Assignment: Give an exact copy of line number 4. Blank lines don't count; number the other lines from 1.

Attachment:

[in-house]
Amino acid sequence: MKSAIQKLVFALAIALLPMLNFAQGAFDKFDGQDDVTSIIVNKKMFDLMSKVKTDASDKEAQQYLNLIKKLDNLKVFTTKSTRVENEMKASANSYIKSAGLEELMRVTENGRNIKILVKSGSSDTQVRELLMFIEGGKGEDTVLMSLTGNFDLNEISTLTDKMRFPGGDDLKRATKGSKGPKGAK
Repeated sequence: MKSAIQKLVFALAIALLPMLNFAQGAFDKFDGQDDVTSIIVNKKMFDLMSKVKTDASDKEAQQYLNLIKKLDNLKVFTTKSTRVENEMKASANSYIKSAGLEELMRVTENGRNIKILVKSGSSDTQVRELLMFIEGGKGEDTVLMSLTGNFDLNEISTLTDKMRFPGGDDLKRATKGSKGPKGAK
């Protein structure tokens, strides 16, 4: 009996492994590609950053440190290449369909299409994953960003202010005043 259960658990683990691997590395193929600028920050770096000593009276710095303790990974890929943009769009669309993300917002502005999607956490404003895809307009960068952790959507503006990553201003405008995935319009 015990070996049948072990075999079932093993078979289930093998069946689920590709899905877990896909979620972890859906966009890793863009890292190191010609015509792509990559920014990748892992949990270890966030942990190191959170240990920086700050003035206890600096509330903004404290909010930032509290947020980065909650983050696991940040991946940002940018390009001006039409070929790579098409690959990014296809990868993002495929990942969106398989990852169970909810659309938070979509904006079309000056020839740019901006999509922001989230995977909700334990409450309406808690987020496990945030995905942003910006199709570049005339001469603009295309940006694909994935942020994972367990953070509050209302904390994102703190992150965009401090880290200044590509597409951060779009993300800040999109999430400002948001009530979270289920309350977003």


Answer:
């Protein structure tokens, strides 16, 4: 009996492994590609950053440190290449369909299409994953960003202010005043 259960658990683990691997590395193929600028920050770096000593009276710095303790990974890929943009769009669309993300917002502005999607956490404003895809307009960068952790959507503006990553201003405008995935319009 015990070996049948072990075999079932093993078979289930093998069946689920590709899905877990896909979620972890859906966009890793863009890292190191010609015509792509990559920014990748892992949990270890966030942990190191959170240990920086700050003035206890600096509330903004404290909010930032509290947020980065909650983050696991940040991946940002940018390009001006039409070929790579098409690959990014296809990868993002495929990942969106398989990852169970909810659309938070979509904006079309000056020839740019901006999509922001989230995977909700334990409450309406808690987020496990945030995905942003910006199709570049005339001469603009295309940006694909994935942020994972367990953070509050209302904390994102703190992150965009401090880290200044590509597409951060779009993300800040999109999430400002948001009530979270289920309350977003």